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Buick’s 10 Most Memorable Players
by Jack Saylor

The 1999 Buick Open had a very familiar look to it, a classy field making birdies by the bushel and a hard-driving, mostly unknown player breaking through at the finish to win his first-ever tour victory.

Golfing de ja vu all over again.

When the smoke cleared at Warwick Hills last August, Tom Pernice, Jr. merged as the ninth tour player to win for the first time in the Buick Open.

It had been a struggle for the native of Kansas City, Mo., who got to the winner’s circle just one month before his 40th birthday.

After being a member of a high-powered collegiate team at UCLA with Corey Pavin, Duffy Waldorf, Steve Pate and Jay Delsing, Pernice bounced between the PGA Tour and Buy.Com between 1985 and ‘96, then out-lasted bad weather (a Buick staple and a powerful field at Warwick to score his maiden win.

Pernice shot 67-66 to share the 36-hole lead with Ernie Els and Rocco Mediate, then a third-round 72 left him ready to fall back as Tom Lehman shot 64 and was also chased by names such as Els, Loren Roberts, Fred Funk, Hal Sutton, et. al.

Being five strokes back with a number of heavy hitters in front of him probably worked to Pernice’s advantage as he came down the stretch Sunday afternoon.

“I never looked at a leaderboard so I didn’t have a clue where I stood,” recalled Pernice, who was busy posting a final-round 65.

“I never knew until I walked off the 18th green.”

He signed for 18-under 270, then glanced to see what the others were doing.

The challengers fired and fell back and Pernice squeaked out a one-stroke victory over Lehman, Ted Tryba and Bob Tway.

He joined what has become an august group of golfers who registered their first tour victory at Warwick, including the likes of Peter Jacobsen, Ken Green, Robert Wrenn, Woody Austin and Justin Leonard, among others.

Their names spice the roster of Buick champions, dating back to those medieval times of 1958 when Jerry Rideout and the other Buick PR rascals sold the company on putting up a few bucks for a golf tournament to help spread the word about their product.

There are 2.5 million reasons, all of them green, why it’s not your father’s Buick Open anymore, but memories of the old days always filter back through my memory in recalling favorite Buick champions past.

Like these:

1. Tony Lema, 1964. A latter-day Walter Hagen, who exuded good cheer and appreciated a good victory and was willing to share. Champagne corks popped in the press room, a nickname was celebrated and, best of all, he won again in ‘65. Alas, he left us far too soon.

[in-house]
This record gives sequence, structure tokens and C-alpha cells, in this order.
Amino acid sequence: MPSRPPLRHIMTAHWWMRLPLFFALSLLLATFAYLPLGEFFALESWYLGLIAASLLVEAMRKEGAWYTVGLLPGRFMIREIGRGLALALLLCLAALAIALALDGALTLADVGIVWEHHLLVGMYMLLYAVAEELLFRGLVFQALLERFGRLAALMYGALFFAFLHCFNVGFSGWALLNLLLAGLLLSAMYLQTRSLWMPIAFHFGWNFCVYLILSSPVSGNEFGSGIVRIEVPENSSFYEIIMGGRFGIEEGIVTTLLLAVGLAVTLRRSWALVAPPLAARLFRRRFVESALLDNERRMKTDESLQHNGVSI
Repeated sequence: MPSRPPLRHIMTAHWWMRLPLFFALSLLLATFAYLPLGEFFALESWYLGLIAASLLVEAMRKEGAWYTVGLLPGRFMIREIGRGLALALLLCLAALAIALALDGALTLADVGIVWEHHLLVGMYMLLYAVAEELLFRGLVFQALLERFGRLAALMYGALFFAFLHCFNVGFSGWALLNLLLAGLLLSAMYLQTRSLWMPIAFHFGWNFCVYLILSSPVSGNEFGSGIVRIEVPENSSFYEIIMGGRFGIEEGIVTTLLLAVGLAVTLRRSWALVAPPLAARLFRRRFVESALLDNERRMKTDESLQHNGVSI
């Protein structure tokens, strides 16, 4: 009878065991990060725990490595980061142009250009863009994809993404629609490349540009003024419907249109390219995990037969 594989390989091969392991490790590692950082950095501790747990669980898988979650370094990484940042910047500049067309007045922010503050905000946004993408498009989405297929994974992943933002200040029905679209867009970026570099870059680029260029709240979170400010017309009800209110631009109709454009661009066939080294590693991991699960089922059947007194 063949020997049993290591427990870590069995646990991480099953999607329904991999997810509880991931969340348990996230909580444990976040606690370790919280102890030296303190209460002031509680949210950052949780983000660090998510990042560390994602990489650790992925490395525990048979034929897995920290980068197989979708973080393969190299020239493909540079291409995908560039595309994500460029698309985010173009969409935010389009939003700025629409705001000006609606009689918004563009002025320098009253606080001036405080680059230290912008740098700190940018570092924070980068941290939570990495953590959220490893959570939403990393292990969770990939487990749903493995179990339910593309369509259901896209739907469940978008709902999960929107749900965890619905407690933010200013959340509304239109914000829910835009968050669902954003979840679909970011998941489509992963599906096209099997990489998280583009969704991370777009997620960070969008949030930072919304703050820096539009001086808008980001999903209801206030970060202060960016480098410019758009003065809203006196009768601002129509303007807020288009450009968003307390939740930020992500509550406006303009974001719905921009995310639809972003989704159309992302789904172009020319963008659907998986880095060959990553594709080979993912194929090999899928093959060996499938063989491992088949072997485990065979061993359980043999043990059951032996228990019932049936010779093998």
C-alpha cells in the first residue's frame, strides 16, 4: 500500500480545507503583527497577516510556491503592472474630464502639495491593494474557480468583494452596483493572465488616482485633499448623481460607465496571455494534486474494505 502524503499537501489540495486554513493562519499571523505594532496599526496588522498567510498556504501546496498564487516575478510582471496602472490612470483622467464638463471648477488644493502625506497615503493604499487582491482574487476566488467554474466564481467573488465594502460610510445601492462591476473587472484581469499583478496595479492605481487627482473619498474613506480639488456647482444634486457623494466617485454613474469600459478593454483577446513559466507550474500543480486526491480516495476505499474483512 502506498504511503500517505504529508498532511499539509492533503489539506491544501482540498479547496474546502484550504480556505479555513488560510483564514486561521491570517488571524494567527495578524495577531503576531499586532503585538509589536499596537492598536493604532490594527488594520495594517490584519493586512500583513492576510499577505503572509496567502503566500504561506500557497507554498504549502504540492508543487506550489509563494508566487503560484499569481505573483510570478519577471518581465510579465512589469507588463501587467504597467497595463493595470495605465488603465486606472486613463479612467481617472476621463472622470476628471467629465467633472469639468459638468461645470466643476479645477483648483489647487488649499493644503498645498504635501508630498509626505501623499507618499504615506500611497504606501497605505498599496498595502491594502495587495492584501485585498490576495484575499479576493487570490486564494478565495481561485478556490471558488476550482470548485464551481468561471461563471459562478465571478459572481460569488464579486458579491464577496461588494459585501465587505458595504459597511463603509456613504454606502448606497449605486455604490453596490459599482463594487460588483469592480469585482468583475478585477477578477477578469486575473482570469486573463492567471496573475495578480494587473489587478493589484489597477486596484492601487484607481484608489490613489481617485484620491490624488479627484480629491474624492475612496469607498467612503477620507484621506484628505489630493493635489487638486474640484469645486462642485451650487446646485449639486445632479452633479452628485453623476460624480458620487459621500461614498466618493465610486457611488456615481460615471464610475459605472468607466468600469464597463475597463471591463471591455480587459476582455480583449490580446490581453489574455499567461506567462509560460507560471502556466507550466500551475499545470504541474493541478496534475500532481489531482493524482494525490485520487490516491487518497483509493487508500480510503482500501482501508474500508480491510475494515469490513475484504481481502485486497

2. Peter Jacobsen, 1980. It may have been the hybrid Buick-Goodwrench, but didn’t lessen the impact on this talented, friendly competitor. The lasting memory was Jake holding month-old daughter Amy with one arm while accepting the trophy as Amy barfed all over Daddy’s shirt.

3. Hale Irwin, 1981. Although he usually prevailed on more difficult tracks (i.e. three U.S. Opens, two Memorials, etc.), this all-time great showed he could go birdie-to-birdie in a shoot out, too. He emerged from one of the tightest Buick finishes from a four-way playoff with defending champion Jacobsen, Gil Morgan and Bobby Clampett.

4. Ben Crenshaw, 1986. Scored a popular victory by pulling off one of the best shots in Buick history. At the short, par-five 13th, where a par usually lost you ground to the field, his second shot nestled against the trunk on the wrong side of a little pine tree for the right-handed Crenshaw. No problemo. Gentle Ben turned lefty, flipped his wedge to the reverse side and popped a shot within a couple of feet to save his birdie—and perhaps the title.

5. Robert Wrenn, 1987. This likeable Virginian picked Warwick Hills for his “15 minutes of fame,” which lasted a torrid four days in which shot an unBelievable 26-under par 262 and missing tying Ben Hogan’s record by a Sunday bogey at No. 14, one of the very easiest holes. The victory touched off seven financial-productive years, but no more wins before he exchanged clubs for microphone.

6. Julius Boros, 1963. Nobody tired of watching Big Jay’s rhythmic, easy-going, smooth swing, wondering how he generated such power, plus the equally effective work around and on the greens. A giant of the era, he beat perennial runnerup Dow Finsterwald by one shot. He loved fishing the ponds in his spare time so he returned and won again in ‘67.

7. Dave Hill, 1969. One of the hardest workers and greatest strikers of the ball ever to trod the tour, Peck’s Bad Boy avenged brother Mike Hill’s loss of 1968 (to Tom Weiskopf), with a fine 11-under 277 that put him in the books as the last Buick Open champ as management pulled the plug on the event until cooler heads thankfully prevailed nine years later.

8. Fred Couples, 1994. Coming to Warwick after a long layoff and fighting back problems, Couples seemed like a poor bet even to make the cut. But with his lazy, effortless Boros-like swing style, Couples ignored inclement weather, even endured a 36-hole day and won going away with a blazing 18-under 270.

9. Chip Beck, 1990. Never altering his smile whether making birdie or double-bogey and had the groove this week to win another exciting four-man playoff with another fan favorite, Fuzzy Zoeller, along with U.S. Open playoff rivals that year, Hale Irwin and Mike Donald. The company liked Beck, too, and signed him as a Buick spokesman.

10. Billy Casper, 1958. There was more chalk lines on Warwick Hills than on the local football field to mark unplayable, free-drop areas on the new and quite rough golf course, but the $100,000 purse was crisp (Sam Snead said they’d play down Woodward Ave. for that money). The field was classy and so was the winner as Buffalo Billy nicked Arnold Palmer, along with Ted Kross, by one shot. It started a great Michigan tradition.

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